Streetwise Professor

September 22, 2008

Send Lawyers, Guns and Money . . .

Filed under: Derivatives,Economics,Energy — The Professor @ 9:39 pm

Sheesh, how many fans are there out there, anyways? (If you get this, and the connection to the title, you’re a Warren Zevon aficionado. If not, google “zevon lyrics laywers guns money.”)

I am referring specifically to today’s events in the NYMEX crude market. From Bloomberg:

Sept. 22 (Bloomberg) — Crude oil climbed more than $25 a barrel, the biggest gain ever, as the dollar weakened the most against the euro since January 2001, boosting the appeal of commodities as a hedge.

The October contract, which expires today, rose almost $12 more than the contract for November delivery, as traders rushed to close positions. Oil, gold, corn and other commodities climbed as the dollar dropped on concern that a U.S. proposal to buy $700 billion of troubled assets from financial firms will deepen the budget deficit.

“This looks like a squeeze play,” said Phil Flynn, senior trader at Alaron Trading Corp. in Chicago. “All of the contracts are up, but nothing like October. This is the last day of trading and someone is scrambling to guarantee supply.”

Crude oil for October delivery rose $18.05, or 17 percent, to $122.60 a barrel at the 2:30 p.m. close of floor trading on the New York Mercantile Exchange. Futures climbed as much as $25.45 to $130 a barrel, the highest since July 22. The more- active November contract rose $6.11, or 6 percent, to $108.86 a barrel.

It sure does look like a squeeze, Phil. During a squeeze the nearby price (October, in this instance) increases relative to the deferred prices (November, and later months.) On Friday, October settled $1.80 over November. At some point today, October traded at least $19.55 over November. Based on settlement prices, October gained $9.45 on November. That last number is a huge move, given the normal volatility in calendar spreads, but the $17.75 move is mind-blowing.

A squeeze would work by somebody holding a large long position refusing to liquidate that entire position. On the last trading day, refusing to liquidate is equivalent to demanding delivery. If the shorts perceive that deliverable supplies are inadequate to meet the long’s implied demand for deliveries, they are willing to bid up the price in order to offset their positions and avoid the prospect of making inefficient deliveries.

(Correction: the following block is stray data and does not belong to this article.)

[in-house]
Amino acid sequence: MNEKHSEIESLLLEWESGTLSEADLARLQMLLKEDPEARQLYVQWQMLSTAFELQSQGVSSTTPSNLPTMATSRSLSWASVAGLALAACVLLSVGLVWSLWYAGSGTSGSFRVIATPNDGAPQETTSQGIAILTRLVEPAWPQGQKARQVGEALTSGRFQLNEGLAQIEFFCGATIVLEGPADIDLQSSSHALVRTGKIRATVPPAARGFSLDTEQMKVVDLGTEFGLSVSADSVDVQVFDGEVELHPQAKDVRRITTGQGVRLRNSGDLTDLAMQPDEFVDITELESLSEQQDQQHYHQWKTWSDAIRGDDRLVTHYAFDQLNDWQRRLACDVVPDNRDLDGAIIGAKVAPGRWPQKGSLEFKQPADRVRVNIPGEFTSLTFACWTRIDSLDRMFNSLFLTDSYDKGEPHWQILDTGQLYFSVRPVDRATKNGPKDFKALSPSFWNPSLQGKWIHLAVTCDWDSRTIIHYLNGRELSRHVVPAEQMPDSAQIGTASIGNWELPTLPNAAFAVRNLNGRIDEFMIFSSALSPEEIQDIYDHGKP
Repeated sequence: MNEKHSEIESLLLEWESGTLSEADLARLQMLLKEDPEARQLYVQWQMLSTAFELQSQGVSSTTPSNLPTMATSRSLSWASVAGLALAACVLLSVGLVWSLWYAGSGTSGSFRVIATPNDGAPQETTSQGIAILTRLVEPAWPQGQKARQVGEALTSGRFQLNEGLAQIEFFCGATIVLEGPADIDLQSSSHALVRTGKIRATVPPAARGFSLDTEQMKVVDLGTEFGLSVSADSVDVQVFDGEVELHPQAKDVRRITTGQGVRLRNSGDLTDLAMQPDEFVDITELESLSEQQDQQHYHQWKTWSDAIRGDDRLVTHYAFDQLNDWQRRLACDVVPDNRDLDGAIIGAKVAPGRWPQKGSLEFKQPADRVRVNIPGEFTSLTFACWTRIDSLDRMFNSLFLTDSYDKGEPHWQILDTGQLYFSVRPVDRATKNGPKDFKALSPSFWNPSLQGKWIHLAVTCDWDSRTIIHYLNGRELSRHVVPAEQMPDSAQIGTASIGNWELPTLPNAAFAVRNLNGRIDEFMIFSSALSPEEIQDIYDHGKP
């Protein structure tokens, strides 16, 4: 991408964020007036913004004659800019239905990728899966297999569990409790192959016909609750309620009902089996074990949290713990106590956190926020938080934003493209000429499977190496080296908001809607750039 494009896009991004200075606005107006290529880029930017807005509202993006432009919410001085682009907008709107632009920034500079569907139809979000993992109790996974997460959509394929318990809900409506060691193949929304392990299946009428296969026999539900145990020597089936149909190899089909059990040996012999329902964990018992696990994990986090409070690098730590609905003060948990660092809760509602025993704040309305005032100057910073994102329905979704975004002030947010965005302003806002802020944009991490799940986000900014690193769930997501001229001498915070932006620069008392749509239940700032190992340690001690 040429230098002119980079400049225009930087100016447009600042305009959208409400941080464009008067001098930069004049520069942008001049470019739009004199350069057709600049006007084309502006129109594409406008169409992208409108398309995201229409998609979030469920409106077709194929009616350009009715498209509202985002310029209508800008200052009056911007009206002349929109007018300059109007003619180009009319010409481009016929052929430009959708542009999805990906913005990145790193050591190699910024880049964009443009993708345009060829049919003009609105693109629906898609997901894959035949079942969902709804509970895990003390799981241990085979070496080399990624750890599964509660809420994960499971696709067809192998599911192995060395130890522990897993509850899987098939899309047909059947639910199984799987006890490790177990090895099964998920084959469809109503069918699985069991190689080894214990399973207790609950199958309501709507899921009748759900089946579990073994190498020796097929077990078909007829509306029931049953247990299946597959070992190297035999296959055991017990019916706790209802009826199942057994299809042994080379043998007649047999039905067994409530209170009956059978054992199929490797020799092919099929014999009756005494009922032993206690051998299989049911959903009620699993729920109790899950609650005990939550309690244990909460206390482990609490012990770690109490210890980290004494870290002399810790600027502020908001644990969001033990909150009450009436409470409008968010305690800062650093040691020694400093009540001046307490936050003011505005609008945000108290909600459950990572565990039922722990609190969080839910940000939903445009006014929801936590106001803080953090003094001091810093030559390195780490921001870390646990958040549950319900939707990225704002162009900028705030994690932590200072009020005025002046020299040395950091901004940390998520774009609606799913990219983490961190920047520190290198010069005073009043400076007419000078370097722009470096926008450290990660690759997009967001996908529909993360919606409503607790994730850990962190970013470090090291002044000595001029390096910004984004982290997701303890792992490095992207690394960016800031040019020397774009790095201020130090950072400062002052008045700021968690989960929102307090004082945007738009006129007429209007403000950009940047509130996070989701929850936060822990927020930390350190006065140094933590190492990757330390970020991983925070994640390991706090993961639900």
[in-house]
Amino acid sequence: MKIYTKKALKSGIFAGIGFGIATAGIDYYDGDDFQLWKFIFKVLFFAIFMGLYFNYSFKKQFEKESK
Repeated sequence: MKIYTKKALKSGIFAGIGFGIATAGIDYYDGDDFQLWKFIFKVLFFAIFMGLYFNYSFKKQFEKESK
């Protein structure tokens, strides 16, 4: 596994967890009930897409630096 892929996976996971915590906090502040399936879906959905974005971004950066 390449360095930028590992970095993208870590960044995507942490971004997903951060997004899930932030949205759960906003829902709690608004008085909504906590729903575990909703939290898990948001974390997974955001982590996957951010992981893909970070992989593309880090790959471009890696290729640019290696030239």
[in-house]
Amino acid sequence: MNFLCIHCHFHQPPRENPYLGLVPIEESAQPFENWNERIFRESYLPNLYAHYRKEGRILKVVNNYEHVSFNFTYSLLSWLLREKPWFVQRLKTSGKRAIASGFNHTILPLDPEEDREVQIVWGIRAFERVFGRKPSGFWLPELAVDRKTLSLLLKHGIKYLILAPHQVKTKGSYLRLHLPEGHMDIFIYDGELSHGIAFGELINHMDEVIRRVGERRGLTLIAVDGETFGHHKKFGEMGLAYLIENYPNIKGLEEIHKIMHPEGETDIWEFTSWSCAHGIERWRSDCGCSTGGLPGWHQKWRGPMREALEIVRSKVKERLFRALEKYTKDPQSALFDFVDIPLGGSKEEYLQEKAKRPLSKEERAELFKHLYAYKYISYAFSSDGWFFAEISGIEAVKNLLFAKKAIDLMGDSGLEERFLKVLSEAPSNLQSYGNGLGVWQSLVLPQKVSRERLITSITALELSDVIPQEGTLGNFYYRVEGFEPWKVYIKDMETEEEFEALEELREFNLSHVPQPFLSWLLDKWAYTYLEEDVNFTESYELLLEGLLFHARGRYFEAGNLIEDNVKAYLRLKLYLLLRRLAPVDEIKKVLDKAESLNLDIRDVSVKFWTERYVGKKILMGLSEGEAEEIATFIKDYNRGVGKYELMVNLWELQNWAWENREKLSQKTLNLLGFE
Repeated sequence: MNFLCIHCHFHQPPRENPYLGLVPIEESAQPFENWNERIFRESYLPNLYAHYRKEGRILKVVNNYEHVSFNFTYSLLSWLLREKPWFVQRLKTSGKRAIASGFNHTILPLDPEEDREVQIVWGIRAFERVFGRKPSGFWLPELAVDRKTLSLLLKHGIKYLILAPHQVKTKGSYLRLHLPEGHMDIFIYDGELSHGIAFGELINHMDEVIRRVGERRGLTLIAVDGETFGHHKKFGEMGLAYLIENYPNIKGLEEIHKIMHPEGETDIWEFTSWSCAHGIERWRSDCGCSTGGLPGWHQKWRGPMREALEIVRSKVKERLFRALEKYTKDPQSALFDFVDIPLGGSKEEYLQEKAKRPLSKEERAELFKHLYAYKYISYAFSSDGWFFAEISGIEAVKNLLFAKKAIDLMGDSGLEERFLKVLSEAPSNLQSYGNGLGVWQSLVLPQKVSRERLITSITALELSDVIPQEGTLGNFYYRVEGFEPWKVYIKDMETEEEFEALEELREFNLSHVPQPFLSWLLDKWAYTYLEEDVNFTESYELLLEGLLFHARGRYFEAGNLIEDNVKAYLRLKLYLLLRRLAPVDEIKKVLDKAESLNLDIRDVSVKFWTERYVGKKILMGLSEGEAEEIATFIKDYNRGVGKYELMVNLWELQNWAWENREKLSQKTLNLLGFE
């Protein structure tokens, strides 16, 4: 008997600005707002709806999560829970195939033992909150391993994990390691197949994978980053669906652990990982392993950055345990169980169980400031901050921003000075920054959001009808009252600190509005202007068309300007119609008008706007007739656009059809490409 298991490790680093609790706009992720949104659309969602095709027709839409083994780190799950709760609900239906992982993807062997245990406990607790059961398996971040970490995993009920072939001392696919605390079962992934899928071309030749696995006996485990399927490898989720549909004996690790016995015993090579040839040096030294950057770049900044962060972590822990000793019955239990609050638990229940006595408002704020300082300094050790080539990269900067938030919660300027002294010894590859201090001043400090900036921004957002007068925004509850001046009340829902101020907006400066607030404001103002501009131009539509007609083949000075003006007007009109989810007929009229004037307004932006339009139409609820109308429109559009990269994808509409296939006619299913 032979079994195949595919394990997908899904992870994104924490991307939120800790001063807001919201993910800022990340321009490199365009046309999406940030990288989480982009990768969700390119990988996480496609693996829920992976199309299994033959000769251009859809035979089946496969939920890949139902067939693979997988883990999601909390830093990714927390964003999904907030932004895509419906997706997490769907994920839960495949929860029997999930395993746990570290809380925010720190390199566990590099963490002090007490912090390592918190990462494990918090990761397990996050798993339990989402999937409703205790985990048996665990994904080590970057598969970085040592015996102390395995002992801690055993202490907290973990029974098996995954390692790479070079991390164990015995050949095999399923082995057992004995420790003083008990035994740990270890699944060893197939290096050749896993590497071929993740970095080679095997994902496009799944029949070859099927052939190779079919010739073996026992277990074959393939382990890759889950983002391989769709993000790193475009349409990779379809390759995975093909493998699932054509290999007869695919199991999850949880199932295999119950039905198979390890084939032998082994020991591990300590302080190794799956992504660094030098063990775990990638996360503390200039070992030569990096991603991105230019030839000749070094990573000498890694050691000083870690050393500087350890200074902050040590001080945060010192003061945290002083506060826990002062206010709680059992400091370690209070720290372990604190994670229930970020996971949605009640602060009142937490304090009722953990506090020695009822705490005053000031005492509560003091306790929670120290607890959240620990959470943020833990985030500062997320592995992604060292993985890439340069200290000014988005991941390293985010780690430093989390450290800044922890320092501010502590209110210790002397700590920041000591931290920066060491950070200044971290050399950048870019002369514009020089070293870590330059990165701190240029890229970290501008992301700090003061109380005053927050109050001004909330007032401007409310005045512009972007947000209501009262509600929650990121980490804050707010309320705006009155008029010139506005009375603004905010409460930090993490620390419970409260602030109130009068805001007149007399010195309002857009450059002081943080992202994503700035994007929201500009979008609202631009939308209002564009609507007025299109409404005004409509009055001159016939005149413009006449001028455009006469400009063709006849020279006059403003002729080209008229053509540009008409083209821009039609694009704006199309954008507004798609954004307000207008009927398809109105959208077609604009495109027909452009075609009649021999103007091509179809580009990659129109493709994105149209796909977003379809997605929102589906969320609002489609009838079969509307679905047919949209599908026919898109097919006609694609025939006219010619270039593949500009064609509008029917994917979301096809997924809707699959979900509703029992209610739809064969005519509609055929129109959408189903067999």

I would therefore like to see how many contracts liquidated. WSJ data report open interest of 23,130 contracts–or 23 million barrels of oil. I am pretty sure that this figure is yesterday’s open interest. That’s substantially more than the likely delivery capacity in Cushing, OK over the coming month. If one long, or a couple, held the bulk of these positions, or a large futures long also has a big long position in deliverable crude, they would possess the market power to squeeze the shorts. To the extent that the large long was also long in OTC instruments settled against the last NYMEX settlement price, they could profit even more from the price spike.

In some respects, this is a stunning development. Anybody even remotely familiar with these markets is aware of the intense scrutiny they are currently subject to. Any large long has to know that subpoenas are incoming. Knowing that the world–the regulators, the Justice Department, Congress–is watching, you would think that large longs would go out of their way to avoid doing anything even remotely manipulative. The most plausible explanation of today’s move, however, is that somebody squeezed October crude. Dunno about the guns, but money and lawyers will certainly be in play very, very soon.

Update: Another piece of information consistent with the squeeze interpretation.   October Heating oil and RBOB gasoline were up less than 5 percent on the day.   OCT and NOV HO were about by about the same amount, and OCT RBOB actually rose less than NOV.   The sharp rise in the price of nearby crude relative to products (i.e., the sharp decline in the crack spread), and the lack of steepening backwardation in products are what you would expect to observe in a squeeze of the CLV.

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  1. Professor,

    My knowledge of capacity in Cushing, OK is rather ancient as these things go but there were about 14 million barrels of crude storage capacity in Cushing 15-20 years ago. If that has changed, capacity has likely increased but probably not dramatically.

    If open interest in October was still 23k contracts (i.e. 23 million bbls) then the possibility of a squeeze (intentional or not)seems reasonable.

    Comment by John McCormack — September 23, 2008 @ 2:36 am

  2. That’s my recollection too. Key things are (a) how much oil is in the tanks, and (b) what is the amount of oil likely to flow into Cushing in the next month. With declining US domestic onshore production, and the effects of disruption of Ike and Gustav, the amount of oil flowing to Cushing may be constrained.

    Comment by The Professor — September 23, 2008 @ 3:17 am

  3. Love love love Warren. Miss him dearly. RIP. In the KP household we use your title a lot.

    Comment by Lynne — September 23, 2008 @ 3:17 pm

  4. I agree that it certainly looks and smells like a classic long delivery squeeze. I am stunned that anyone would be so foolish to do this in the current regulatory environment. Even though the actual impact on spot prices and resource allocation should be close to nil, its political impact may be explosive.

    Comment by Scott Irwin — September 23, 2008 @ 11:47 pm

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